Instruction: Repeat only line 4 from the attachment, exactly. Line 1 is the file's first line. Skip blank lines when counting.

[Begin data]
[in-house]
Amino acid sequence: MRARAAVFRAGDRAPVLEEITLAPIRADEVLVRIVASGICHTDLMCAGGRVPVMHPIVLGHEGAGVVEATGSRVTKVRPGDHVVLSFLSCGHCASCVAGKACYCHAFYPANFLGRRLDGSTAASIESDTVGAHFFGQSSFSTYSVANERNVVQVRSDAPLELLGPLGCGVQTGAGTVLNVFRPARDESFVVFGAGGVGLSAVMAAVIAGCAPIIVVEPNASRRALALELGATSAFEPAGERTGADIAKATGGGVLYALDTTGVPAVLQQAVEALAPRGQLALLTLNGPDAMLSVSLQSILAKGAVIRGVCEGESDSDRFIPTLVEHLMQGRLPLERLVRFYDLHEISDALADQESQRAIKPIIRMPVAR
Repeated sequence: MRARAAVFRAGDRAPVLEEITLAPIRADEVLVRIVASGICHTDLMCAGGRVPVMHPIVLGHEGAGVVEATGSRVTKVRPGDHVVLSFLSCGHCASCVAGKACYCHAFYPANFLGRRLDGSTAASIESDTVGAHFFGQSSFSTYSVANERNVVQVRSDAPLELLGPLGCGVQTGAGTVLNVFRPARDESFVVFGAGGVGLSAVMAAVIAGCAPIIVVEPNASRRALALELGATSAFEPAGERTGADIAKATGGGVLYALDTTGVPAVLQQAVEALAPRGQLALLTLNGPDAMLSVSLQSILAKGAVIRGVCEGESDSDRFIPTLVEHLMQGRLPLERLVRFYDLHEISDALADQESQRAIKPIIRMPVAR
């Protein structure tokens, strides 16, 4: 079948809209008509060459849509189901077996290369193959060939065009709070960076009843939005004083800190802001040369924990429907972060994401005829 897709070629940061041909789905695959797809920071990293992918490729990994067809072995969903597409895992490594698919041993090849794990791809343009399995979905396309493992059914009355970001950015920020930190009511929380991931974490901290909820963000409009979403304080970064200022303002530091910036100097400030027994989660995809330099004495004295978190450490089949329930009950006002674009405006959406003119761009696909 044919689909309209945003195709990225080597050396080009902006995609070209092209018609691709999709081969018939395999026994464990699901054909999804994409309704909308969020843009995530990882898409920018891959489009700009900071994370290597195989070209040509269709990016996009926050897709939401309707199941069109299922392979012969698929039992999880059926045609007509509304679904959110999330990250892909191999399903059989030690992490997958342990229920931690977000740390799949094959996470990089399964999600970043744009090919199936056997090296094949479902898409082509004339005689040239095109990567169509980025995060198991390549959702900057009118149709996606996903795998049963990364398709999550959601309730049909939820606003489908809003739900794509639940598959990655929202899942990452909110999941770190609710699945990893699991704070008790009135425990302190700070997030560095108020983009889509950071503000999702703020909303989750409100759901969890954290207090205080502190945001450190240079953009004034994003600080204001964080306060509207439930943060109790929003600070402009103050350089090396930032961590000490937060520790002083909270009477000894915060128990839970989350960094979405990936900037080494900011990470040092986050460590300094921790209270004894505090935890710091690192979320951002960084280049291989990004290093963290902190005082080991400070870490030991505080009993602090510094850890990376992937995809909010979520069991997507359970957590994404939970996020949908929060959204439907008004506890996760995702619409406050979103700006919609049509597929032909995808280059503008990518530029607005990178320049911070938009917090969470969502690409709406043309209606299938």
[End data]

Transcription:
């Protein structure tokens, strides 16, 4: 079948809209008509060459849509189901077996290369193959060939065009709070960076009843939005004083800190802001040369924990429907972060994401005829 897709070629940061041909789905695959797809920071990293992918490729990994067809072995969903597409895992490594698919041993090849794990791809343009399995979905396309493992059914009355970001950015920020930190009511929380991931974490901290909820963000409009979403304080970064200022303002530091910036100097400030027994989660995809330099004495004295978190450490089949329930009950006002674009405006959406003119761009696909 044919689909309209945003195709990225080597050396080009902006995609070209092209018609691709999709081969018939395999026994464990699901054909999804994409309704909308969020843009995530990882898409920018891959489009700009900071994370290597195989070209040509269709990016996009926050897709939401309707199941069109299922392979012969698929039992999880059926045609007509509304679904959110999330990250892909191999399903059989030690992490997958342990229920931690977000740390799949094959996470990089399964999600970043744009090919199936056997090296094949479902898409082509004339005689040239095109990567169509980025995060198991390549959702900057009118149709996606996903795998049963990364398709999550959601309730049909939820606003489908809003739900794509639940598959990655929202899942990452909110999941770190609710699945990893699991704070008790009135425990302190700070997030560095108020983009889509950071503000999702703020909303989750409100759901969890954290207090205080502190945001450190240079953009004034994003600080204001964080306060509207439930943060109790929003600070402009103050350089090396930032961590000490937060520790002083909270009477000894915060128990839970989350960094979405990936900037080494900011990470040092986050460590300094921790209270004894505090935890710091690192979320951002960084280049291989990004290093963290902190005082080991400070870490030991505080009993602090510094850890990376992937995809909010979520069991997507359970957590994404939970996020949908929060959204439907008004506890996760995702619409406050979103700006919609049509597929032909995808280059503008990518530029607005990178320049911070938009917090969470969502690409709406043309209606299938």